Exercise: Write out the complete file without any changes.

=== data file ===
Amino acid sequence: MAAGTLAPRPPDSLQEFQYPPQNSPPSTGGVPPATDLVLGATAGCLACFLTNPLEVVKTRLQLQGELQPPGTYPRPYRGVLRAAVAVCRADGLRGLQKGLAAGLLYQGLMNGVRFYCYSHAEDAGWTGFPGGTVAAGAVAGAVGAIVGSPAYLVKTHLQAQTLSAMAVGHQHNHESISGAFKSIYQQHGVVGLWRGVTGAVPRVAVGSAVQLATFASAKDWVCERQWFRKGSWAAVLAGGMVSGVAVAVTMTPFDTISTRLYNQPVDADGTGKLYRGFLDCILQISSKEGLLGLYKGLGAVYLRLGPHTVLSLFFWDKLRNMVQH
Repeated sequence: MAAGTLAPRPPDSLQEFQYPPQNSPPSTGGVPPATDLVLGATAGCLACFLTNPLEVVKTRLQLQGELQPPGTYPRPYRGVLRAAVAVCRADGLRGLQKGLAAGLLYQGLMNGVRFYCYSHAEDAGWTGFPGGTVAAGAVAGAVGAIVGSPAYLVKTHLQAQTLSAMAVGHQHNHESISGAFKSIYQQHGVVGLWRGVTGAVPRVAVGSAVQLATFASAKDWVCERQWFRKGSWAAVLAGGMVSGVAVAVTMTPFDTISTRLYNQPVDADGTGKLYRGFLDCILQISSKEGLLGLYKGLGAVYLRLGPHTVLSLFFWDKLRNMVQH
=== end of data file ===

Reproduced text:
Amino acid sequence: MAAGTLAPRPPDSLQEFQYPPQNSPPSTGGVPPATDLVLGATAGCLACFLTNPLEVVKTRLQLQGELQPPGTYPRPYRGVLRAAVAVCRADGLRGLQKGLAAGLLYQGLMNGVRFYCYSHAEDAGWTGFPGGTVAAGAVAGAVGAIVGSPAYLVKTHLQAQTLSAMAVGHQHNHESISGAFKSIYQQHGVVGLWRGVTGAVPRVAVGSAVQLATFASAKDWVCERQWFRKGSWAAVLAGGMVSGVAVAVTMTPFDTISTRLYNQPVDADGTGKLYRGFLDCILQISSKEGLLGLYKGLGAVYLRLGPHTVLSLFFWDKLRNMVQH
Repeated sequence: MAAGTLAPRPPDSLQEFQYPPQNSPPSTGGVPPATDLVLGATAGCLACFLTNPLEVVKTRLQLQGELQPPGTYPRPYRGVLRAAVAVCRADGLRGLQKGLAAGLLYQGLMNGVRFYCYSHAEDAGWTGFPGGTVAAGAVAGAVGAIVGSPAYLVKTHLQAQTLSAMAVGHQHNHESISGAFKSIYQQHGVVGLWRGVTGAVPRVAVGSAVQLATFASAKDWVCERQWFRKGSWAAVLAGGMVSGVAVAVTMTPFDTISTRLYNQPVDADGTGKLYRGFLDCILQISSKEGLLGLYKGLGAVYLRLGPHTVLSLFFWDKLRNMVQH